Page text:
The first step is to understand your stream and audience. Do you stream League of Legends? Then you should cater to that audience and their wants. Don’t advertise for console supplies when your audience is a bunch of PC gamers.
Find out your niche and work your way down from most relevant companies to least relevant companies. For example if you stream Magic the Gathering, the progression should be something like this:
- Direct Magic the Gathering related companies like Magic the Gathering blogs, ecommerce stores, card resellers etc.
- Card gaming companies not Magic the Gathering. Perhaps these companies might have interest in advertising to Magic the Gathering viewers.
- Card gaming accessory companies selling sleeves, dice, life counters etc.
- General purpose gaming companies that would be interested in a general gamer audience.
Have a list of companies that could be interested in sponsoring your stream. The more you have the better because a 1% response rate (which is what you should expect as a smaller streamer) takes 100 companies.
Consider your sponsors:
You need to find out their goals and how you can help them. Do they want to drive more sales? Do they want to expand their reach? Are they promoting a new game?
How to contact potential sponsors
Now that you have a list of companies to contact, let’s take a look at the process to better your chances at landing a sponsorship.
CLEAN YOUR STREAM
Prepare your channel for judgement. Clean it up, make it professional. Create some good looking graphics for your banner, about me section, or anything. You can make it yourself or hire someone.
When your potential sponsor looks at your channel, you want to blow their socks off, not make them want to put their shoes on and leave the room.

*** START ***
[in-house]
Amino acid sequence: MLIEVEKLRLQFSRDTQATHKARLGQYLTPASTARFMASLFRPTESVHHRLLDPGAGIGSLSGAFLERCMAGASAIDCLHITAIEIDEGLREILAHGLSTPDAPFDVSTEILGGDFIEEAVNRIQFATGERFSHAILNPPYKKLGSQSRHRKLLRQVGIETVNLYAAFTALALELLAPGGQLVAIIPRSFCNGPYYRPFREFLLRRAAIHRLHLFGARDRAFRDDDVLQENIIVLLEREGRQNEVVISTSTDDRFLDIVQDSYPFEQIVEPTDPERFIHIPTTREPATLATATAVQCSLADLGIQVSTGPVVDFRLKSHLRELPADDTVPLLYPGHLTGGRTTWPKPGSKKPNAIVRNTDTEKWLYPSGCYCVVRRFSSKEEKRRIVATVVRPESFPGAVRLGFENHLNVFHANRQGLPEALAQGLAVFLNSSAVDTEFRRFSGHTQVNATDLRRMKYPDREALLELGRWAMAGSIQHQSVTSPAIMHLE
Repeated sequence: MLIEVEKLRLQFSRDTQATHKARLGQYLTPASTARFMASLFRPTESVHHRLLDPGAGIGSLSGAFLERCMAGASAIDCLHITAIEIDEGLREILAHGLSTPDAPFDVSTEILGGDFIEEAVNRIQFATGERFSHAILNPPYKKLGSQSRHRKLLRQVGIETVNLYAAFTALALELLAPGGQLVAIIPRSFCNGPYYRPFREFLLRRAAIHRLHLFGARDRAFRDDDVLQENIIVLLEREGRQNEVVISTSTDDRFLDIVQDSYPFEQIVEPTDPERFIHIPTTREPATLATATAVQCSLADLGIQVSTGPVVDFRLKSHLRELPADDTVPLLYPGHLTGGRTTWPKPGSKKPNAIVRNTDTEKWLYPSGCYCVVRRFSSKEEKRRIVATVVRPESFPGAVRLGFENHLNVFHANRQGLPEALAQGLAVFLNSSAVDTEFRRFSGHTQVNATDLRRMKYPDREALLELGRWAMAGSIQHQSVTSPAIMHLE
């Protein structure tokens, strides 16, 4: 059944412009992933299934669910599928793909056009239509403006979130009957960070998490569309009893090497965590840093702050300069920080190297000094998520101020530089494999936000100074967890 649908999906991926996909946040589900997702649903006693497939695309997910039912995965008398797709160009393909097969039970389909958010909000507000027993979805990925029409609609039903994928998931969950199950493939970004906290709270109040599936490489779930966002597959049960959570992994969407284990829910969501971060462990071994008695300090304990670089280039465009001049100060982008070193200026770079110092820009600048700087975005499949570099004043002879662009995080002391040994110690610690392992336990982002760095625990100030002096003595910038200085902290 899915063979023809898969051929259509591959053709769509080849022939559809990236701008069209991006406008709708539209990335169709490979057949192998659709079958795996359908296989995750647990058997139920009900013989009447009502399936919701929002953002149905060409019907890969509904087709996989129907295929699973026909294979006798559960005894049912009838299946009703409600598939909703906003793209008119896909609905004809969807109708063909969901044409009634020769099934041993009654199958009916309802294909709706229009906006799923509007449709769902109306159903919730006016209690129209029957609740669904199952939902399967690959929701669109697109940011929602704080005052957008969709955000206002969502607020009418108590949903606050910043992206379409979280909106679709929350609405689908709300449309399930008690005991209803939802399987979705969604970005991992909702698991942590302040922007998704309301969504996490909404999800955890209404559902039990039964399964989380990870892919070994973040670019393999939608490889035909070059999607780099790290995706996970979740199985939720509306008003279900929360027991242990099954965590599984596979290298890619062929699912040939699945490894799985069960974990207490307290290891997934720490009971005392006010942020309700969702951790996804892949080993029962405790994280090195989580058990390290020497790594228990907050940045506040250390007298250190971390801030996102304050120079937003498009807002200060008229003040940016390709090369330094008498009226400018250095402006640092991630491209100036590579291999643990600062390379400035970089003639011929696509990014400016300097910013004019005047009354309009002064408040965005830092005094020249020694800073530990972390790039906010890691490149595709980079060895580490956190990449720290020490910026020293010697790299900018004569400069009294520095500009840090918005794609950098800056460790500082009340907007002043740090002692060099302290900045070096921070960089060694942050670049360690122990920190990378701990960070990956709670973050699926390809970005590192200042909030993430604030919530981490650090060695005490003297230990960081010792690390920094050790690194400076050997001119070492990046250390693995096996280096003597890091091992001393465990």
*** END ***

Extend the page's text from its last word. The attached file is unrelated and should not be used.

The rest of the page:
Make your channel look good, fill out content sections like about me, and make it easy to contact you. The person looking at your stream shouldn’t have to try very hard to find contact links.
It is also a good idea to clean up your social media and LinkedIn pages to appear more professional. You don't have to change your persona, but these pages should all promote your stream instead of being a personal blog.
Go to a company’s LinkedIn page and search through their employees. Here you’ll find someone you can contact and attempt to build a relationship with.
Why bother building a relationship? Because when you are friendly with a decision maker at a company, you are getting a foot in the door when it comes to pitching a sponsorship deal.
The best way to go about this is to deliver value for free and hopefully they respond in a positive way. How can you do this? Be creative. Tell them about the explosive growth of a game you've recently been streaming. Give feedback on something they released like a book or blog post. Explain how your viewers are dying to know where you got one of their products.
After a few exchanges maybe then you can ask something like, “Hey I’ve got this stream that has 300 followers and I think it could be a beneficial partnership if we teamed up. Mind if I send you a pitch?”
Boom. Now you’ve just pitched your stream to a decision maker that you’re friendly with. This process is much more likely than just cold emailing someone asking for something.
Now you know what a sponsorship is, how to target a company for sponsorship, and how to actually pitch your stream to that company.
You should be the central piece in the three factor relationship between yourself, the company, and your viewers. Your job is to ensure that value is delivered to everyone in that relationship. You should find monetization for your streaming, your viewers should find good deals and new brands that help them out, and the company should see a return on their investment.